David Maroto's artistic practice unfolds around two intersections: between literature and visual arts on one hand and the use of the game as an artistic method on the other, while distilling components from the purview of psychoanalysis as a tool for reflecting on the nature of subjectivity.
His work has been structured around a corpus of four autonomous circles with a clearly defined narrative component and a very marked beginning and end. These circles, once finished, will put an end to his work as an artist.
In this particular case, Maroto's project includes vanishing points from his first two circles, Illusion and Disillusion.
The first circle comprises visual and sonorous narratives relating to the central project and takes the shape of a novel likewise entitled Illusion which is present in the exhibition. It speaks to us of this permanent disconnection within the subject itself and of the possibility of discovering what remains invisible as an intrinsic part of ourselves, too close to be perceived.
The novel falls within the vein of work of artists who write novels as part of their artistic projects, a tradition which began some time ago with artists like William Morris, and this vein of a more personal nature has been carried forward by others such as Goldin+Senneby, Alexandre Singh, Richard Prince, Lindsay Seers and the PSJM collective.
In this case, Maroto uses the novel to develop the main ideas that are elaborated within the context of First Circle. It can be read on its own or by passages, relating them with the works forming part of this so-named first circle.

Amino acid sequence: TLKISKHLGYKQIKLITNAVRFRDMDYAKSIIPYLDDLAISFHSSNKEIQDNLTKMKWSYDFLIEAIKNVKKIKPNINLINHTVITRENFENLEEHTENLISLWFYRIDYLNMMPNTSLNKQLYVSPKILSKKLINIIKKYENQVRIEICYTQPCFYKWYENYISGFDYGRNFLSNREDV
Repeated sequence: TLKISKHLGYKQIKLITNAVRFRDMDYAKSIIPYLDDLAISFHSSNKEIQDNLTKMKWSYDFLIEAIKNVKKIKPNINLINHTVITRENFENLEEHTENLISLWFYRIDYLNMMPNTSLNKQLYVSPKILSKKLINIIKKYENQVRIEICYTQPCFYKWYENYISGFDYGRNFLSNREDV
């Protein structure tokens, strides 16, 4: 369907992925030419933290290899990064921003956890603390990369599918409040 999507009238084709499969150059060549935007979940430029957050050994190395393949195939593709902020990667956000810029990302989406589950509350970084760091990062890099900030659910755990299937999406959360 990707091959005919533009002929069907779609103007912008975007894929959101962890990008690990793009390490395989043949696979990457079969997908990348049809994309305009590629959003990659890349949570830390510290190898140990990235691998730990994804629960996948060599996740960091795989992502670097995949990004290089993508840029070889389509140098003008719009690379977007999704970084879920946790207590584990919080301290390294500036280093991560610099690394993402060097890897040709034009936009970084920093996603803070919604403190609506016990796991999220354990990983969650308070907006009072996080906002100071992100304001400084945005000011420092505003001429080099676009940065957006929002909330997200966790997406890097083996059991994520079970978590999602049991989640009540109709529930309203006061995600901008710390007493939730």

A second circle displays a whole media apparatus—from sculptures and videos to installations and drawings—with the aim of exploring the characteristics that may be adopted by the notion of "game" when applied to the creative method.
The central project is developed around a board game created by the artist called Disillusion. In it, the participant becomes a further element of the game itself and the game in turn becomes at once an element of pleasure and a tool for knowledge.
On this occasion, Maroto has turned the Praxis space into a sort of game hall. In some cases the artistic projects themselves take the form of games, while in others they are set up to be highly participatory and multidisciplinary. The objective is for the spectator to take an active role in the process of receiving the work, both by participating in it actively and in reconstructing the network of relationships linking the individual works and leading from one to another.
The games the artist has created are always for either one player or a maximum of two, and in both cases it is essential to understand the psychology of oneself and the other as well as to understand the relationship the player has with his opponent. This can be experienced with the two board games that are presented, Disillusion and Empathy.
In Disillusion, the effort to beat one's adversary will be inversely proportional to one's own defeat, and the struggle to win will be what brings one closest to losing, leading to a perverse loop between player and opponent which will often end either with the player leaving the game in view of the absurdity of the situation or "playing to play," eliminating all traces of competition from the undertaking. In Empathy, this maxim is taken to the extreme, and the winner will be he who is best able to step into the other's shoes. Maroto makes us aware of the rules of the game as a metaphor for our own rules.
Confusion and chance are one of the elements the spectator must grapple with, as in the special bingo game which appears normal except for the fact that all of the balls will be marked with the number 6 save for two: one bearing a 12 and the other a 0. This creates a connection with Patrick McGoohan's series The Prisoner, in which the protagonist loses his identity to become a number, precisely the number 6, and seeks to escape the stifling island where he has been taken prisoner and also to discover the identity of the mysterious number one.